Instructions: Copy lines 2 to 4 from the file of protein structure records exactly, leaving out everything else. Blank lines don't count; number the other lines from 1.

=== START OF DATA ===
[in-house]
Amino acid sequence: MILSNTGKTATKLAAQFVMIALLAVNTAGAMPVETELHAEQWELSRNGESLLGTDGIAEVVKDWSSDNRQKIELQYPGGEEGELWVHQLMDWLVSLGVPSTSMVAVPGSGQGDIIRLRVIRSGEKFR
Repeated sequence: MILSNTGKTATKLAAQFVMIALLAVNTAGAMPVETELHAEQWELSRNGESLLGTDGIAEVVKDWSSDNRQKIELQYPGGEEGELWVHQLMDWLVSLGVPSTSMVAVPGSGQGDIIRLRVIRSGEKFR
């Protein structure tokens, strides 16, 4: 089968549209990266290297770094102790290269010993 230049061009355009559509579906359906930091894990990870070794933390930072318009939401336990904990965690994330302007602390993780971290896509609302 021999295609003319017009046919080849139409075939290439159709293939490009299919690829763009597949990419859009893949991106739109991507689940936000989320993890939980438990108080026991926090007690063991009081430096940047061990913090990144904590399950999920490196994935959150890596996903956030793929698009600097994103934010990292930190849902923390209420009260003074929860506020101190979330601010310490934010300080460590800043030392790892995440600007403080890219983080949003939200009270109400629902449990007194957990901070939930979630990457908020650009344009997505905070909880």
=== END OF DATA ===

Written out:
Amino acid sequence: MILSNTGKTATKLAAQFVMIALLAVNTAGAMPVETELHAEQWELSRNGESLLGTDGIAEVVKDWSSDNRQKIELQYPGGEEGELWVHQLMDWLVSLGVPSTSMVAVPGSGQGDIIRLRVIRSGEKFR
Repeated sequence: MILSNTGKTATKLAAQFVMIALLAVNTAGAMPVETELHAEQWELSRNGESLLGTDGIAEVVKDWSSDNRQKIELQYPGGEEGELWVHQLMDWLVSLGVPSTSMVAVPGSGQGDIIRLRVIRSGEKFR
């Protein structure tokens, strides 16, 4: 089968549209990266290297770094102790290269010993 230049061009355009559509579906359906930091894990990870070794933390930072318009939401336990904990965690994330302007602390993780971290896509609302 021999295609003319017009046919080849139409075939290439159709293939490009299919690829763009597949990419859009893949991106739109991507689940936000989320993890939980438990108080026991926090007690063991009081430096940047061990913090990144904590399950999920490196994935959150890596996903956030793929698009600097994103934010990292930190849902923390209420009260003074929860506020101190979330601010310490934010300080460590800043030392790892995440600007403080890219983080949003939200009270109400629902449990007194957990901070939930979630990457908020650009344009997505905070909880």